The European Space Agency (ESA) has signed a deal with the Agency for Aerial Navigation Safety in Africa and Madagascar (ASECNA) to provide technical support to ASECNA based on Europe’s European Geostationary Navigation Overlay Service (EGNOS) technology and using the Galileo satellites. The system’s initial operational capabilities will enter into service from 2025. The signature occurred at ESA’s offices in Paris, with Louis Bakienon, Director of the ASECNA SBAS Programme, and Josef Aschbacher, ESA Director-General, doing the signing.
On the occasion, ESA Director General Josef Aschbacher commented, “I welcome this exciting new partnership with Africa. International cooperation has always been an ESA priority; space technology has the potential to improve everyone’s lives, and by working together, we get to make that happen. EGNOS technology – designed, developed, and demonstrated in Europe – will have its clear safety, environmental and economic benefits extended to African airports, airlines, and passengers.”
ASECNA Director-General Mohamed Moussa also remarked, “The implementation of satellite-based augmentation infrastructure will represent a huge step towards unifying the African airspace. Airspace users will benefit across the continent from the most advanced navigation services and significantly improve their operations’ safety and efficiency and reduce their environmental impact. This service is sufficiently accurate and reliable to guide aircraft for critical flight operations. It will also be valuable across other important sectors, such as land and maritime transport, precision agriculture, drone navigation, mapping, and surveying.”
ASECNA Chairman of the Board, Jean Lamy, added “This programme is part of the Africa-EU strategic partnership on satellite navigation. It provides a solution for implementing the navigation and positioning component of the Space Policy of the African Union. It will support the development of a continuum airspace purpose of the single Sky for Africa Project (CUPA Project) developed by ASECNA and which contribute to the African Union’s Single Air Transport Market initiative (SAATM)”.
Likewise, Louis Bakienon, Director of the ASECNA SBAS Programme, noted that “SBAS services will enhance navigation operations for all phases of flight, from en-route down to precision approaches, and surveillance operations as well, as providing a source of position for terminal and surface surveillance.”
Julien Lapie, Manager of the ASECNA SBAS programme, opined that “The ASECNA SBAS programme primarily aims to provide, through a self-sufficient infrastructure, airspace users with advanced navigation services to significantly enhance flight safety and efficiency, reduce their environmental impacts and improve airport accessibility. This programme is a key enabler to implementing the Space Policy and Strategy of the Africa Union and is recognised by the International Civil Aviation Organisation.”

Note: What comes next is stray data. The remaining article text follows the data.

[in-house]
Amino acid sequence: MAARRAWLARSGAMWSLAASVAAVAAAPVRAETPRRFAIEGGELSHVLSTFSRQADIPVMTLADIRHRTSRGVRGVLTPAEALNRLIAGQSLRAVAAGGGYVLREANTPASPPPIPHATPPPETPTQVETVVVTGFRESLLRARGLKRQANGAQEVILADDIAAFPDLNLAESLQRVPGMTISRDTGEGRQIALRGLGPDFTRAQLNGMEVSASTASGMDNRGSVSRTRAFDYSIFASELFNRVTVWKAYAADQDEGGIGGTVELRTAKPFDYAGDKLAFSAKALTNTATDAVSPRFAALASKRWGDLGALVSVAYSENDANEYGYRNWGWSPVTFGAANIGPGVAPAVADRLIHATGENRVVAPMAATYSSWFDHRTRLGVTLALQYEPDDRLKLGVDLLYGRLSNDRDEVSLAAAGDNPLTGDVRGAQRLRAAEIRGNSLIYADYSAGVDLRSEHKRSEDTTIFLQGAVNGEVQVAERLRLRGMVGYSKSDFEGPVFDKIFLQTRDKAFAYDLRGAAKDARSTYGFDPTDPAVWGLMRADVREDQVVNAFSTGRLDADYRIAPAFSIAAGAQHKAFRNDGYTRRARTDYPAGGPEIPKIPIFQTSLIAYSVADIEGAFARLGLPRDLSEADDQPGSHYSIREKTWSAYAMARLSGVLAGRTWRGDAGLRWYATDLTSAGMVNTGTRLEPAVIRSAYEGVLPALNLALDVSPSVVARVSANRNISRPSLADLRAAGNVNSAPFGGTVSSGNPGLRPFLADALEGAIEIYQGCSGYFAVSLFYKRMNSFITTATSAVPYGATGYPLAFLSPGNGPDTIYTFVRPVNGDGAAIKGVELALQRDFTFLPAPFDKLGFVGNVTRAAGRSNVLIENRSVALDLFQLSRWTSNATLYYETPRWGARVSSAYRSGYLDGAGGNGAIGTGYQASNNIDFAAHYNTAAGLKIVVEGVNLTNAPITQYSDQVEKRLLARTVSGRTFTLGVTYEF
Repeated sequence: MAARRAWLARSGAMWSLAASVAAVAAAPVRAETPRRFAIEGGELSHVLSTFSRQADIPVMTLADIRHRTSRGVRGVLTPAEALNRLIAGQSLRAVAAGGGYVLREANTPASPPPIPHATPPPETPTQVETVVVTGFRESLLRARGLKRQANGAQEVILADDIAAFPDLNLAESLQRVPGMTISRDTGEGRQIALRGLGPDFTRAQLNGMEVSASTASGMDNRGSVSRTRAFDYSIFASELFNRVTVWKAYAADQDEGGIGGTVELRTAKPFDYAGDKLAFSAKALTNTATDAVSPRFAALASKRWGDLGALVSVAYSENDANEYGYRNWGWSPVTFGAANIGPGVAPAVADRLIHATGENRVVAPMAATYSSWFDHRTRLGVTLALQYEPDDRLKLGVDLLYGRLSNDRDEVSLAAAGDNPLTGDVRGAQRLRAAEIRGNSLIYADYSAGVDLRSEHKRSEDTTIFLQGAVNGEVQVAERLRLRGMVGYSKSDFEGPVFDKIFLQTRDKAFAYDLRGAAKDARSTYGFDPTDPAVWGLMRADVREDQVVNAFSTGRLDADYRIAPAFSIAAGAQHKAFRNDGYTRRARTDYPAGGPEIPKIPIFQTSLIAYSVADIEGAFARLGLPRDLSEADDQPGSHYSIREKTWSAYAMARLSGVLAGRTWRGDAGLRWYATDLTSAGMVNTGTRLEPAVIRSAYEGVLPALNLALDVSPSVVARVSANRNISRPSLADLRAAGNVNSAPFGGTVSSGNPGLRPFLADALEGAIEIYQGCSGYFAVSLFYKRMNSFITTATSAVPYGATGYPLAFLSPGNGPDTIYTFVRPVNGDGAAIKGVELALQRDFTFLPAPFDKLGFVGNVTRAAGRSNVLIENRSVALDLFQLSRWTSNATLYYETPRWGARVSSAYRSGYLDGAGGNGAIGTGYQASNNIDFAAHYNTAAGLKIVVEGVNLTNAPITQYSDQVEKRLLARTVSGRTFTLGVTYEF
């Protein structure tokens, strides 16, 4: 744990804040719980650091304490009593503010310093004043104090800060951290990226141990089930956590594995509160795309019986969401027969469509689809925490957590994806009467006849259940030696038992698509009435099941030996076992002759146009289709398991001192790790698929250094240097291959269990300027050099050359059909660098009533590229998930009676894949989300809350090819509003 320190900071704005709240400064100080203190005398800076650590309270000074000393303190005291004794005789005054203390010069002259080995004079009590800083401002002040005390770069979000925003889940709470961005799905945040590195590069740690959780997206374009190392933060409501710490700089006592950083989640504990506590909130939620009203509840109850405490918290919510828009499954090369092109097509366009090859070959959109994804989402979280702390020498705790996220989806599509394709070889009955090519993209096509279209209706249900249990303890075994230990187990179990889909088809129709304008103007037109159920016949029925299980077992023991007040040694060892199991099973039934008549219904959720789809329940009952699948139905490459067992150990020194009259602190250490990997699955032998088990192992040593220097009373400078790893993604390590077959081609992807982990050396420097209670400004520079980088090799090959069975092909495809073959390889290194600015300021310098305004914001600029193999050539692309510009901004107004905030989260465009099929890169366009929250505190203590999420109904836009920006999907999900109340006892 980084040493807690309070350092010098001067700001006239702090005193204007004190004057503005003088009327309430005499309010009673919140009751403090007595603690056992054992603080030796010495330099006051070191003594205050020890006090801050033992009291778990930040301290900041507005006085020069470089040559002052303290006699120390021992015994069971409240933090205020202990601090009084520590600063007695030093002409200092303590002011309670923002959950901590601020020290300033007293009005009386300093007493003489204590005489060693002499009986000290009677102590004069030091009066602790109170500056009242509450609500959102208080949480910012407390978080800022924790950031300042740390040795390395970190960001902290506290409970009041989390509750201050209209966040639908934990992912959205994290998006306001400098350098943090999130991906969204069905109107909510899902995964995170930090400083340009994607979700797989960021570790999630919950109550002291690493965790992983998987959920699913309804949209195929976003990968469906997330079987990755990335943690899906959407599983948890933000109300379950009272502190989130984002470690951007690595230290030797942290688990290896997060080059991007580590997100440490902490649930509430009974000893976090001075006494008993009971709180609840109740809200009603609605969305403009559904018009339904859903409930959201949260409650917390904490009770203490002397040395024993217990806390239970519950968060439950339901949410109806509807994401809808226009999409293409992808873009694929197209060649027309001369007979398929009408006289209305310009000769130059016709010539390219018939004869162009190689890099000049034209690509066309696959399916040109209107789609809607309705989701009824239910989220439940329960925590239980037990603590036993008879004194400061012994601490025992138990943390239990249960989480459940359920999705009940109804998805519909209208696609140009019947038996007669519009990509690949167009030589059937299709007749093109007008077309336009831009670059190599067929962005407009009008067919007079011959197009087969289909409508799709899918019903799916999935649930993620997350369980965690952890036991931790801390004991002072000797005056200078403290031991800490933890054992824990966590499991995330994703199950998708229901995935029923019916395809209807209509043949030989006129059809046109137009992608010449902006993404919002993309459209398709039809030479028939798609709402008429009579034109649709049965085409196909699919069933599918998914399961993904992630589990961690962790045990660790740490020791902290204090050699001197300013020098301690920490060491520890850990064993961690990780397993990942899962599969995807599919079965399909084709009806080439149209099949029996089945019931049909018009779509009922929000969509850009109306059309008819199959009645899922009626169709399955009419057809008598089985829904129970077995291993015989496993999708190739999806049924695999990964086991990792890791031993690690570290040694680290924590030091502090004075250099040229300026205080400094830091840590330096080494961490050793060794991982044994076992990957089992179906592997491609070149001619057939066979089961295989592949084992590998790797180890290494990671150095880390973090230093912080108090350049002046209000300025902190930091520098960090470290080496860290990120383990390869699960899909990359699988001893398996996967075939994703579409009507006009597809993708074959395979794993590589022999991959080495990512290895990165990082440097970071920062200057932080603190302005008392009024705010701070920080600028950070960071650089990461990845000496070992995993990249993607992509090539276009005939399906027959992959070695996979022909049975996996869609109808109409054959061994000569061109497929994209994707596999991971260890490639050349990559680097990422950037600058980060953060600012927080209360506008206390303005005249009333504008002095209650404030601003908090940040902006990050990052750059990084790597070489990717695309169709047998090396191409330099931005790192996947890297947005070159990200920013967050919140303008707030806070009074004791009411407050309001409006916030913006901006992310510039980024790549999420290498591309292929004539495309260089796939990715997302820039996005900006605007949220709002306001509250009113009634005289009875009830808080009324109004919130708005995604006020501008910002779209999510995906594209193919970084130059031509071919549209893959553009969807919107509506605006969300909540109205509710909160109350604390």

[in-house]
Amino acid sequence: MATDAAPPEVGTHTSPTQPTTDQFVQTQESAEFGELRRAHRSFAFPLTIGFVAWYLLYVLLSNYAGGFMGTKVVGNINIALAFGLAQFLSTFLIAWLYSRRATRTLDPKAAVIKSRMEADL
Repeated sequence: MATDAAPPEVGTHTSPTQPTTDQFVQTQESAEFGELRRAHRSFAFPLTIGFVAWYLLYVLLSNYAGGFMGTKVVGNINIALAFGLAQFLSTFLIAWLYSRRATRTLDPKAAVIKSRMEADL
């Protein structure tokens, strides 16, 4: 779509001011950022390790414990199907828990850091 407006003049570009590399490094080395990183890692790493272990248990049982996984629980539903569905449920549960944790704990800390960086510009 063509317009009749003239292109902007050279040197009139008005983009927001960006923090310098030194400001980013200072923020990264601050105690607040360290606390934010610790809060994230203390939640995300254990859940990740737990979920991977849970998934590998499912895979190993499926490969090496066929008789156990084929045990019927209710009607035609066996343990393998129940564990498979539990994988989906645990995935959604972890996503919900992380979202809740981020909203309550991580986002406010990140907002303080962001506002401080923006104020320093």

ASECNA provides air navigation services within the airspace of 16.5 million sq. km, divided into six flight information regions covering its Member States Benin, Burkina Faso, Cameroon, Central African Republic, Comoros, Congo, Côte d’Ivoire, France, Gabon, Guinea Bissau, Equatorial Guinea, Madagascar, Mali, Mauritania, Niger, Senegal, Chad and Togo.
EGNOS sharpens the accuracy of GPS signals over European territory up to metre-scale precision while also giving a real-time ‘integrity’ – or reliability – level of the signals and the final corrected position thanks to EGNOS. The current EGNOS system relies only on US GPS signals. Still, an updated version is being prepared for implementation later this decade (by 2028) – EGNOS v3 – which will utilise Galileo signals, further increasing its accuracy and robustness. Moreover, this second generation will also provide increased resilience to security (in particular cyber security) threats.
The current EGNOS allows aircraft to be guided safely down in any visibility to within 60 metres of height from the runway. At the same time, the new EGNOS V3 aims to deliver a future capability of an auto-landing service (a first feasibility demonstration of this capability was performed in November 2019 with an Airbus A350 at Toulouse Airport). The Satellite-based Augmentation system of ASECNA will provide the same levels of services based on a fully-fledged African infrastructure composed of a ground segment (reference stations, mission control centres, uplink stations) and a space segment.
ASECNA signed an international agreement with the European Union in 2018 on satellite navigation and is benefiting from funding and access to the EGNOS technology. ESA will deploy a team of around ten experts, providing technical support focused on ground infrastructure for the SBAS. At the same time, the French space agency, the National Centre for Space Studies (CNES) will advise on the engineering of the demonstrator, the space segment and performance.
Faleti Joshua is an avid lover of space in all its incomprehensible nature. He holds both an LL.B and a B.L degree. Joshua is a lover of music and a lawyer in his free time.